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Digital Millennium Copyright Act

The Digital Millennium Copyright Act (DMCA) is a 1998 United States copyright law that implements two 1996 treaties of the World Intellectual Property Organization (WIPO). It criminalizes production and dissemination of technology, devices, or services intended to circumvent measures that control access to copyrighted works (commonly known as digital rights management or DRM). It also criminalizes the act of circumventing an access control, whether or not there is actual infringement of copyright itself. In addition, the DMCA heightens the penalties for copyright infringement on the Internet.[1][2] Passed on October 12, 1998, by a unanimous vote in the United States Senate and signed into law by President Bill Clinton on October 28, 1998, the DMCA amended Title 17 of the United States Code to extend the reach of copyright, while limiting the liability of the providers of online services for copyright infringement by their users.

The DMCA’s principal innovation in the field of copyright is the exemption from direct and indirect liability of Internet service providers and other intermediaries. This exemption was adopted by the European Union in the Electronic Commerce Directive 2000. The Information Society Directive 2001 implemented the 1996 WIPO Copyright Treaty in the EU.

The Digital Millennium Copyright Act (DMCA) had its basis as part of the United States’ commitment to comply with two treaties passed by the World Intellectual Property Organization (WIPO) in December 1996 that dealt with the nature of copyright with modern information systems such as the Internet. The WIPO Copyright Treaty identified numerous electronic works as eligible for copyright protection, and stated that circumvention of technological measures used to secure electronic works was to be prohibited. The WIPO Performances and Phonograms Treaty worked to normalize the copyright protections for performed works as uniformly for member states as possible.[3]

The process of ratifying the treaties for the United States was the first major piece of copyright-related legislation since the Copyright Act of 1976, and led to numerous interested groups to express concerns for how the treaties should be implemented, including content producers and distributors, technology manufacturers, online service providers, researchers and academics, and consumer groups. Some groups urged for stronger copyright enforcement with others sought more relaxing of rules. As the bill was being formed in the Commerce Committee in the House of Representatives, the committee recognized that the final bill would be far more encompassing than just copyright reform but would be establishing key principles in the digital commerce marketplace.[3]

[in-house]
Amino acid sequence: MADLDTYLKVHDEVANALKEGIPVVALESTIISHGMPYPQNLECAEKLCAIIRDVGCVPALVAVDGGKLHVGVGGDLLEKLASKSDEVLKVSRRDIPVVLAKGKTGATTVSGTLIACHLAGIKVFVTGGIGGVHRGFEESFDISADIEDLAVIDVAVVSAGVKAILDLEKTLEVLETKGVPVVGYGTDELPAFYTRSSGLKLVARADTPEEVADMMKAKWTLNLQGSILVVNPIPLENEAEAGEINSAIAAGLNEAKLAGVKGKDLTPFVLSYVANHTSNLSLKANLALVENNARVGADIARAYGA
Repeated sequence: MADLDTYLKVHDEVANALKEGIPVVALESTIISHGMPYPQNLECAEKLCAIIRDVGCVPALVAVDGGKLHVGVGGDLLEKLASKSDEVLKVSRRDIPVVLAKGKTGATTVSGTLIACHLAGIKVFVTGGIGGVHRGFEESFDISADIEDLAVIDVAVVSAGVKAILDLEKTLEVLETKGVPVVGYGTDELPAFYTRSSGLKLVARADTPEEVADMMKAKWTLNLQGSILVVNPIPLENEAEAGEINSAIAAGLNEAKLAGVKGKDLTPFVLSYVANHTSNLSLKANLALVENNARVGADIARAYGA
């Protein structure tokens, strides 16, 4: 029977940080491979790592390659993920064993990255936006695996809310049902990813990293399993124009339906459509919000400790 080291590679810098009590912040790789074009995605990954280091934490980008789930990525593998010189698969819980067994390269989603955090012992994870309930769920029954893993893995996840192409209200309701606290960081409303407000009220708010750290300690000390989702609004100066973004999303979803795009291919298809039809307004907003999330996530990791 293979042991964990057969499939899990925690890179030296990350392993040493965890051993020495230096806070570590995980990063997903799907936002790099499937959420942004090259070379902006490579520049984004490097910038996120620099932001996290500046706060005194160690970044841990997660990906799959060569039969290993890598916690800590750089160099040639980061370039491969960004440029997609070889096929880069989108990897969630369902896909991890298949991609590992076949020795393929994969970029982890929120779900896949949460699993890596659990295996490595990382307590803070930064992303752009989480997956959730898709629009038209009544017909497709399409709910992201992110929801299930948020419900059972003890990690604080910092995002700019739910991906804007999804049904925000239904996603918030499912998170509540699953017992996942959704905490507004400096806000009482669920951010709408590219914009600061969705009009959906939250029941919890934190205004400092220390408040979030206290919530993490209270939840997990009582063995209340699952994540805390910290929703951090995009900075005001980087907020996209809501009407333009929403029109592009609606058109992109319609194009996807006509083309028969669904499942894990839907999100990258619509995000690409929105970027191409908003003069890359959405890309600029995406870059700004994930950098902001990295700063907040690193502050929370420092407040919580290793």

Background and legislative history

In evaluating the enforcement of the WIPO Copyright Treaty with its anti-circumvention provisions with U.S. copyright law, lawmakers recognized that traditionally copyright law did not generally account for the medium of the work, as it was generally impossible to make an exact copy of an analog work previously, and currently law was only concerned with unlawful acts of copyright violations. Since digital technology could allow for infinite numbers of exact copies of works to be made, the lawmakers agreed they had to extend copyright to include limits on devices and services which could be used for anti-circumvention in addition to acts of anti-circumvention.[3] In establishing this, the lawmakers also recognized this would have a negative impact on fair use without exceptions, with electronic works potentially falling into the public domain but still locked beyond anti-circumvention measures, but they also needed to balance the rights of copyright holders. The DMCA as passed contained some basic fair use allowance such as for limited reverse engineering and for security research. Lawmakers opted to create a rulemaking mechanism through the United States Copyright Office to review the state of copyrights and fair use to make limited classes of allowance for fair use which would be considered lawful means of using anti-circumvention technology.[3]

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